The early twentieth century saw the rapid growth of technologies intended to help prevent the conception of children. As these became more widely available and more broadly accepted in the culture at large, questions began to arise among Christians as to the morality of these products. The problem of contraception in turn uncovered deeper questions about the nature of love, marriage, and the conjugal act. A substantial and satisfying response to these questions is found in the Tradition of the Church, the pillar and ground of the truth (1 Tim. 3:15). By the indwelling grace of the Spirit she not only preserves the truth, entrusted by the divine Savior to his apostles and maintained throughout the centuries by the holy Fathers, but her timeless mind remains accessible in every exigency. This applies to moral as well as theological questions, for her teaching is comprised of both dogmatic definitions and ethical standards.1 Part of the ascetic struggle of faith of every Christian is to assimilate these divine truths and live them. In this regard the flock of Christ relies on its pastors for guidance and looks to educated teachers and theologians for clarification. And this is precisely what many Orthodox Christians have done in the midst of an eruption of a contraceptive culture. Laity and clergy alike have turned to synodal statements and theological literature looking for the mind of the Church on this serious issue that touches the most intimate element of the married Christian life. Yet, to their detriment, the faithful have been deprived of the gold of Tradition on this issue and have instead been handed counterfeited accommodations to modern life that fall far short of the Church’s patrimony. The Fathers of the Church, and Orthodox theologians and writers as recently as the 1960s, were unanimous in their condemnation of artificial contraception. Yet in the past several decades a growing number of authors and authorities have departed from this inheritance and put forward a novel perspective on the issue, ranging from qualified permissibility to near endorsement. Today a majority of Orthodox Christians has seemingly accepted this newer teaching, so that in less than a century the Church has witnessed the dramatic reversal of a consensus that had lasted nearly two millennia—so strong is this cultural force we call contraception. But modern apologists for contraception do not represent the mind of the Church. When they are aware of the teaching of the Fathers they either misunderstand it or dismiss it, whether in principle or in particulars. Furthermore, their treatment of the issue has generally been superficial and lacking in philosophical and theological rigor. These flaws, combined with the extreme novelty of the new morality, allow for a straightforward analysis and critique of contemporary opinions about contraception.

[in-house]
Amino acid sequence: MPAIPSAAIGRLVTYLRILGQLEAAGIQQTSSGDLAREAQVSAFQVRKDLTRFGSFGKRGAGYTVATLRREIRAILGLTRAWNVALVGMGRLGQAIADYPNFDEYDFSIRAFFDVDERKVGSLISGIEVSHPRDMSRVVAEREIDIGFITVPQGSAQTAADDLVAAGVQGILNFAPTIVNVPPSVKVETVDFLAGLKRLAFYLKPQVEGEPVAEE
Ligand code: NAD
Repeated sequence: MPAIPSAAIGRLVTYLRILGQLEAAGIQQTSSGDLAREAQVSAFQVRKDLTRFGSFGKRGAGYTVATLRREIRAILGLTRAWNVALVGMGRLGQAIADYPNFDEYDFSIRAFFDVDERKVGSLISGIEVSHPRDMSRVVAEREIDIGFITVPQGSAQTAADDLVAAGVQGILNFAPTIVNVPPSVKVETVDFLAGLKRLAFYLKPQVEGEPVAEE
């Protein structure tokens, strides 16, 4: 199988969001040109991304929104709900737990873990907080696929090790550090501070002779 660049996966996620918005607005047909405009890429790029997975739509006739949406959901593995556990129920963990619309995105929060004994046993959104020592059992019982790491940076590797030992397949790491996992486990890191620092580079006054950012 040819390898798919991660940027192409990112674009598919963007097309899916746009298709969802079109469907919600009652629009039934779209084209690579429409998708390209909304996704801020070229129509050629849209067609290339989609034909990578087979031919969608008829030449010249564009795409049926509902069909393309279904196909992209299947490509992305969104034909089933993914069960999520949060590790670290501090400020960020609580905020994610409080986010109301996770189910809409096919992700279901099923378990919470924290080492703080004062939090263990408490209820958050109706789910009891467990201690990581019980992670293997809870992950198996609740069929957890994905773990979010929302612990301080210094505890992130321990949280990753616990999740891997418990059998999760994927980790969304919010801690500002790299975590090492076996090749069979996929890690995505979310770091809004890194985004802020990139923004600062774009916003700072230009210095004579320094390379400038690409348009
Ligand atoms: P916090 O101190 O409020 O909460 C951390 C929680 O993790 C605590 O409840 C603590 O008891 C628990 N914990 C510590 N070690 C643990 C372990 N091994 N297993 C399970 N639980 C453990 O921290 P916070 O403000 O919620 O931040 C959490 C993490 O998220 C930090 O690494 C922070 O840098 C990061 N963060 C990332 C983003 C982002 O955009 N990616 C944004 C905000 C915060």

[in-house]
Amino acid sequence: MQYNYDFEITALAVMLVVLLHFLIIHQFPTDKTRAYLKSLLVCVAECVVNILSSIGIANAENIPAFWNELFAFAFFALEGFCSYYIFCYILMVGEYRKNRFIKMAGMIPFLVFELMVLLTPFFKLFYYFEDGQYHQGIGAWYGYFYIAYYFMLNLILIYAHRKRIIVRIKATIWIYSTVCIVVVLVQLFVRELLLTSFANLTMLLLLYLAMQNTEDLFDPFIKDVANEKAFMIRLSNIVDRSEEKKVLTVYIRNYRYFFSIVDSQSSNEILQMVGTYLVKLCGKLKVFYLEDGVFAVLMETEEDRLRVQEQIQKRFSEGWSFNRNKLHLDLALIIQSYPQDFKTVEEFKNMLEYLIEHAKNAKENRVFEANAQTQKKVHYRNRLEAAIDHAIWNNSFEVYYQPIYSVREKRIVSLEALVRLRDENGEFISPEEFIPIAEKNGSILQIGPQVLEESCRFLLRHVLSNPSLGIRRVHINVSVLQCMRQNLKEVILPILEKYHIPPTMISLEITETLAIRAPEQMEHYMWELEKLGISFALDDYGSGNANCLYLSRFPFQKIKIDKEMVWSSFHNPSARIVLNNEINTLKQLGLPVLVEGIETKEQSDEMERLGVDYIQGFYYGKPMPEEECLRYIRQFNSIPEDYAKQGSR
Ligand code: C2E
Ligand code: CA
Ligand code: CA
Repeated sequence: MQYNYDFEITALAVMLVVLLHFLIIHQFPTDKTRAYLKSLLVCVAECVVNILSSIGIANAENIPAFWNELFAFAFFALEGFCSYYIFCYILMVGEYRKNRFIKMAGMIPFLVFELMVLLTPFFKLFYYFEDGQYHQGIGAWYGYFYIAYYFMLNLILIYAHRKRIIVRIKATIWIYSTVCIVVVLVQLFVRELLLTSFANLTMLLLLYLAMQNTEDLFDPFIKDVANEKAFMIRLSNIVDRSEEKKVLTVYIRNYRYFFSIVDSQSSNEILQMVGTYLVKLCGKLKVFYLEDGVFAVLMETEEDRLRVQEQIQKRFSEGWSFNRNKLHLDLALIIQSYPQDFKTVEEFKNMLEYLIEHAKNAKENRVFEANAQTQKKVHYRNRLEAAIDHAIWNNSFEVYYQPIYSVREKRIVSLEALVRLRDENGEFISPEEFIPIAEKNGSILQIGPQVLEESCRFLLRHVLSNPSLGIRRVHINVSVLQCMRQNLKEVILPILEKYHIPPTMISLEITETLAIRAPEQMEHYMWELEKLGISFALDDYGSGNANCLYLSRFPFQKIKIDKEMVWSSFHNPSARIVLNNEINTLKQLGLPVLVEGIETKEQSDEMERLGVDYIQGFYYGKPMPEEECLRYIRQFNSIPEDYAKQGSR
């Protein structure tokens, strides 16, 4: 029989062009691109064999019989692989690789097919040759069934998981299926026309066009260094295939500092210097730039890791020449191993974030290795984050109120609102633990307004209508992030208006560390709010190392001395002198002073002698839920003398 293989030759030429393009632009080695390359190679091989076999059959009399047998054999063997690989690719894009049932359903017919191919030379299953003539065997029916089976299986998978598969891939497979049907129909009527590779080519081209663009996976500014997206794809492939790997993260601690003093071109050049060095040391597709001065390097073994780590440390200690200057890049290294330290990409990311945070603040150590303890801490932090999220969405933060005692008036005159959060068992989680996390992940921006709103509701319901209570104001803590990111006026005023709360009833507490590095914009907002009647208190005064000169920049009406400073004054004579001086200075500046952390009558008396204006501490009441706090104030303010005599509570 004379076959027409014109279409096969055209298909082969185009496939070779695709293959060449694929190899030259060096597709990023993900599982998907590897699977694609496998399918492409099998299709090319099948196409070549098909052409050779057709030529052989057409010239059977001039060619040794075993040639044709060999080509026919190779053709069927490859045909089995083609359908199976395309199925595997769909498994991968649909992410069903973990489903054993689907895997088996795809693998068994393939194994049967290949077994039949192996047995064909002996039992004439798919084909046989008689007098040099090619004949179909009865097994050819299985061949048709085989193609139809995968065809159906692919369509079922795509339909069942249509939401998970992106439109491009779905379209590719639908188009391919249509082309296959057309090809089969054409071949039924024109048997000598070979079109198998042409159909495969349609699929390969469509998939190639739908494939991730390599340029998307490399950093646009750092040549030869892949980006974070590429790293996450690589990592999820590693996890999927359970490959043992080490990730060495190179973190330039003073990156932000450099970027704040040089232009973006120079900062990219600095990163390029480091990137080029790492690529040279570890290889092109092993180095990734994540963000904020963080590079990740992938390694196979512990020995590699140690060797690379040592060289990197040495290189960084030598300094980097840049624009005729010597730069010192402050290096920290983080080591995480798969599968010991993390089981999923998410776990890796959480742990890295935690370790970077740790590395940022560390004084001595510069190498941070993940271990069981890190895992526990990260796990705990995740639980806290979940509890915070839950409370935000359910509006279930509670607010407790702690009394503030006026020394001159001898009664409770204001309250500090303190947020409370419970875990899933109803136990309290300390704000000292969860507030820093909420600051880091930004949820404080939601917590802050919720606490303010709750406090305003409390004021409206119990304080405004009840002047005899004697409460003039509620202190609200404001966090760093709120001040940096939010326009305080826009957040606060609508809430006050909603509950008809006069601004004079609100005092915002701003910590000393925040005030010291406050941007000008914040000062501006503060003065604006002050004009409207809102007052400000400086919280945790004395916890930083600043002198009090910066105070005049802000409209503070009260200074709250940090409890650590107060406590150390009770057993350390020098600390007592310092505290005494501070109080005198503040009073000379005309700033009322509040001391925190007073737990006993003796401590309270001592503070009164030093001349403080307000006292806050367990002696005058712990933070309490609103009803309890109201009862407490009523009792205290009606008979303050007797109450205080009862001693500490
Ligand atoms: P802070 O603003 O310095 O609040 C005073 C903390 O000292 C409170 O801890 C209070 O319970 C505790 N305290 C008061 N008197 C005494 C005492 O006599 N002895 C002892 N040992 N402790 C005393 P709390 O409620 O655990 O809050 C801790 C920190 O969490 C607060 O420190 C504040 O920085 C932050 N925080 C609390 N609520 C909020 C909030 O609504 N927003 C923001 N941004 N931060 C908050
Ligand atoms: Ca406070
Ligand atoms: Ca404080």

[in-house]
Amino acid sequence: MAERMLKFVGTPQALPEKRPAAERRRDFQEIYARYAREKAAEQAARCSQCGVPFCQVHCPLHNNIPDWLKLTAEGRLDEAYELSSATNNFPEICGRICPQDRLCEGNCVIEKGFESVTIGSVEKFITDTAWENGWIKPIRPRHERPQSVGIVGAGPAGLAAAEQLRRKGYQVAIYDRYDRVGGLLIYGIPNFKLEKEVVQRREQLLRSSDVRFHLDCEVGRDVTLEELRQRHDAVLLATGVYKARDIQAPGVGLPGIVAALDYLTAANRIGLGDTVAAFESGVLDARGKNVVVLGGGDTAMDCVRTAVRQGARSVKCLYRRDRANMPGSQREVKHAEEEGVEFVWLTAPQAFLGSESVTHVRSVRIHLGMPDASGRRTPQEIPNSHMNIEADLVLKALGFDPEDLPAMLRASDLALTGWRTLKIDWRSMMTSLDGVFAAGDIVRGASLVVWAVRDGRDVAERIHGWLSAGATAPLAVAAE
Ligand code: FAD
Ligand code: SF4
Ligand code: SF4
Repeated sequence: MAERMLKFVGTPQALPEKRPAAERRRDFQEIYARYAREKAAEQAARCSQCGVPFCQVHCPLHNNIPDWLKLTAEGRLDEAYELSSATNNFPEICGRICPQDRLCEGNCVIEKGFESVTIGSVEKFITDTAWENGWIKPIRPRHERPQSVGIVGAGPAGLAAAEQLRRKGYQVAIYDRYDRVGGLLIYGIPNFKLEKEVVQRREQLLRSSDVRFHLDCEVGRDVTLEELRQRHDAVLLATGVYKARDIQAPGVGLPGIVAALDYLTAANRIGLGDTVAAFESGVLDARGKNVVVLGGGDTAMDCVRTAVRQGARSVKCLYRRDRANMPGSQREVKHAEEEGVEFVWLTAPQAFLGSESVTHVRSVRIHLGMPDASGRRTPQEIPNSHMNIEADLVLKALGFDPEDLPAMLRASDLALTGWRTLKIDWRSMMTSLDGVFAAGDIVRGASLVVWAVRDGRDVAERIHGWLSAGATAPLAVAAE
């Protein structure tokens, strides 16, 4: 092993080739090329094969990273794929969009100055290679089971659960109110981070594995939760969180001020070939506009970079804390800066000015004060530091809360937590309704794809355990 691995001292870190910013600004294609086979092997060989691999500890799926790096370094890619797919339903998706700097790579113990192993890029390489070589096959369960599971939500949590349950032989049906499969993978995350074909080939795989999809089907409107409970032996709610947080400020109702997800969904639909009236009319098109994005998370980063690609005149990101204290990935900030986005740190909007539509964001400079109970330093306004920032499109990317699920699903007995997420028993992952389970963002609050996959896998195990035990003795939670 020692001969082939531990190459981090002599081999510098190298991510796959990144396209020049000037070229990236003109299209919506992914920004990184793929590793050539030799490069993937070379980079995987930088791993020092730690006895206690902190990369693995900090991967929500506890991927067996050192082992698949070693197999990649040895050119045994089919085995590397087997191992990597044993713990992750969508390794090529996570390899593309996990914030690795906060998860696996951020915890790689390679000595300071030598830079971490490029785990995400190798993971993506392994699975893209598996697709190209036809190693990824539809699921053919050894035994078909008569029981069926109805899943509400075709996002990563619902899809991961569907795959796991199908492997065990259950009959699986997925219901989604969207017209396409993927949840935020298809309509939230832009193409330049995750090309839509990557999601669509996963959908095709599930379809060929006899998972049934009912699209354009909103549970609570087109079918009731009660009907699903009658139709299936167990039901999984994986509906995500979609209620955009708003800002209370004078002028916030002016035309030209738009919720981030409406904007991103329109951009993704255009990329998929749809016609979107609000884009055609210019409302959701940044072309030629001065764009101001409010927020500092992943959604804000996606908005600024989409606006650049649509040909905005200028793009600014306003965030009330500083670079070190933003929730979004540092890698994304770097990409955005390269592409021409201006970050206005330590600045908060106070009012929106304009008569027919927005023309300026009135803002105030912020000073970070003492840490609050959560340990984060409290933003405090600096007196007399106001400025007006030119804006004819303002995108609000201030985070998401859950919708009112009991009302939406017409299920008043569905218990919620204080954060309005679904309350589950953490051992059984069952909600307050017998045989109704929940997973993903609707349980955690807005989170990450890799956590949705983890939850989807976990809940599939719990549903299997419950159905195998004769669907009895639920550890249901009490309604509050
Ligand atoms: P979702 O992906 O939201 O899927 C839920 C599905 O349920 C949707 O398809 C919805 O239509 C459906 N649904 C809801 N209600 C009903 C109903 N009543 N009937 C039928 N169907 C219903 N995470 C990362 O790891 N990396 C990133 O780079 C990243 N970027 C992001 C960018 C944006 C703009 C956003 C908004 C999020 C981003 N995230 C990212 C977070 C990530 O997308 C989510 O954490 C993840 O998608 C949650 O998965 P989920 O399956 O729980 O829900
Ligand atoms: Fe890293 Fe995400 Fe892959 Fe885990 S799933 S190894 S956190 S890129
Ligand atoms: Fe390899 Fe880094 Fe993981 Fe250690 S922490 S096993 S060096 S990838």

*This essay is indebted to Dr. Timothy Patitsas, professor of Ethics at Holy Cross Greek Orthodox School of Theology, as well as to Mother Nectaria McLees and John Taylor Carr. I am also grateful to Fr. Maximos Constas and William Goldin for their helpful comments on earlier drafts of the paper. Since this paper was first written, the author has learned of an earlier study on the issue: Fr. John Schroedel, “Orthodox Christianity and Contraception: Perspectives on the Contemporary Discussion” (M.Div. Thesis, St. Vladimir’s Orthodox Theological Seminary, 2002). The present paper obviously covers much of the same ground.
This paper is intended to expose the fallaciousness of the new morality through comparison with the fountains of truth preserved in the Church and handed on to every generation.
Approaching the Issue
Any assessment of the issue of contraception must have its roots in the theology and anthropology of the Church as expressed in her holy Scriptures. But it is not enough to look to the inspired texts; we must read them according to the interpretations of the Holy Fathers. To help us in this we have the decrees, canons, and acts of the Ecumenical and universally accepted Regional Synods, as well as the divine Services, iconography, and hymnography. Furthermore we have the lives of the saints, which incarnate in every generation the life in Christ as models of ethical behavior. Any viewpoint that purports to be Orthodox cannot but be in harmony with these, as a fruit buds organically from its tree. Indeed, even when seemingly new problems surface in the Church, for which no precedent seems helpful, one must not feel that one is thereby excused from relying on Tradition.2
This is in theory acknowledged by even the most adamant defenders of contraception, whatever their actual relationship to the patristic heritage. Echoing the stated approach of authors like Fr. Stanley Harakas, Fr. John Breck, and Dr. H. Tristram Engelhardt, the Encyclopedia of Orthodox Christianity states that, “Orthodox bioethicists must strive to ‘acquire the mind of the church’ so as to relate Orthodoxy’s universal and ancient ethical teaching to the particular and new situations confronted today.”3 This of course removes the ethical debate from the realm of relativism, since every voice on the subject is necessarily and admittedly appealing to the same sources.